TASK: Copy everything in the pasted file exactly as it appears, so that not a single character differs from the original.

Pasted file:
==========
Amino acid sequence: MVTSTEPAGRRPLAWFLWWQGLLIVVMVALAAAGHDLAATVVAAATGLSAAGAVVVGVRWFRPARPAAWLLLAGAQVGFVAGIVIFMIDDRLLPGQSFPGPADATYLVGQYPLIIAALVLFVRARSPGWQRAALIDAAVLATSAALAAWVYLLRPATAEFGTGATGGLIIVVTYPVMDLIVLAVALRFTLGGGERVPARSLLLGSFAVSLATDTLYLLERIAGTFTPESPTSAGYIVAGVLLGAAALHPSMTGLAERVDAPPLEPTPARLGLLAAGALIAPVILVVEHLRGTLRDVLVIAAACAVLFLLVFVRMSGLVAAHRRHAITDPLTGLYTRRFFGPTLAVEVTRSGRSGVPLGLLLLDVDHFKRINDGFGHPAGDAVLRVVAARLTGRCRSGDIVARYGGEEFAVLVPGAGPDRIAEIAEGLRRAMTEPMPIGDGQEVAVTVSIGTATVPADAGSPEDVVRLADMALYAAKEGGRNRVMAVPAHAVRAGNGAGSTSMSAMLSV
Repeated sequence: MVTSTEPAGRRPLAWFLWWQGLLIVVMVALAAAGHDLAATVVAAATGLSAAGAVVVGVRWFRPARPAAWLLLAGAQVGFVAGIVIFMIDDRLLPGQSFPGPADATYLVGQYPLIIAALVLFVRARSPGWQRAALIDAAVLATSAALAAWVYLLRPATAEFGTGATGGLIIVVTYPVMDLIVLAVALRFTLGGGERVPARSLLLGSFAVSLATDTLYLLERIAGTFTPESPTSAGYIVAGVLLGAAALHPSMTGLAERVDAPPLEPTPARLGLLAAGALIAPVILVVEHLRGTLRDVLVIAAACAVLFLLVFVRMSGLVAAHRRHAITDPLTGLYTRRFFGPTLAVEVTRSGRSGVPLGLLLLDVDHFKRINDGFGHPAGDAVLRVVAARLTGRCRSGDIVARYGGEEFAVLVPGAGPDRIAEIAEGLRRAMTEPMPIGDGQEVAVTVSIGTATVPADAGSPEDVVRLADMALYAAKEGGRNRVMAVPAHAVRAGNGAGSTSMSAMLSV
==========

Amino acid sequence: MVTSTEPAGRRPLAWFLWWQGLLIVVMVALAAAGHDLAATVVAAATGLSAAGAVVVGVRWFRPARPAAWLLLAGAQVGFVAGIVIFMIDDRLLPGQSFPGPADATYLVGQYPLIIAALVLFVRARSPGWQRAALIDAAVLATSAALAAWVYLLRPATAEFGTGATGGLIIVVTYPVMDLIVLAVALRFTLGGGERVPARSLLLGSFAVSLATDTLYLLERIAGTFTPESPTSAGYIVAGVLLGAAALHPSMTGLAERVDAPPLEPTPARLGLLAAGALIAPVILVVEHLRGTLRDVLVIAAACAVLFLLVFVRMSGLVAAHRRHAITDPLTGLYTRRFFGPTLAVEVTRSGRSGVPLGLLLLDVDHFKRINDGFGHPAGDAVLRVVAARLTGRCRSGDIVARYGGEEFAVLVPGAGPDRIAEIAEGLRRAMTEPMPIGDGQEVAVTVSIGTATVPADAGSPEDVVRLADMALYAAKEGGRNRVMAVPAHAVRAGNGAGSTSMSAMLSV
Repeated sequence: MVTSTEPAGRRPLAWFLWWQGLLIVVMVALAAAGHDLAATVVAAATGLSAAGAVVVGVRWFRPARPAAWLLLAGAQVGFVAGIVIFMIDDRLLPGQSFPGPADATYLVGQYPLIIAALVLFVRARSPGWQRAALIDAAVLATSAALAAWVYLLRPATAEFGTGATGGLIIVVTYPVMDLIVLAVALRFTLGGGERVPARSLLLGSFAVSLATDTLYLLERIAGTFTPESPTSAGYIVAGVLLGAAALHPSMTGLAERVDAPPLEPTPARLGLLAAGALIAPVILVVEHLRGTLRDVLVIAAACAVLFLLVFVRMSGLVAAHRRHAITDPLTGLYTRRFFGPTLAVEVTRSGRSGVPLGLLLLDVDHFKRINDGFGHPAGDAVLRVVAARLTGRCRSGDIVARYGGEEFAVLVPGAGPDRIAEIAEGLRRAMTEPMPIGDGQEVAVTVSIGTATVPADAGSPEDVVRLADMALYAAKEGGRNRVMAVPAHAVRAGNGAGSTSMSAMLSV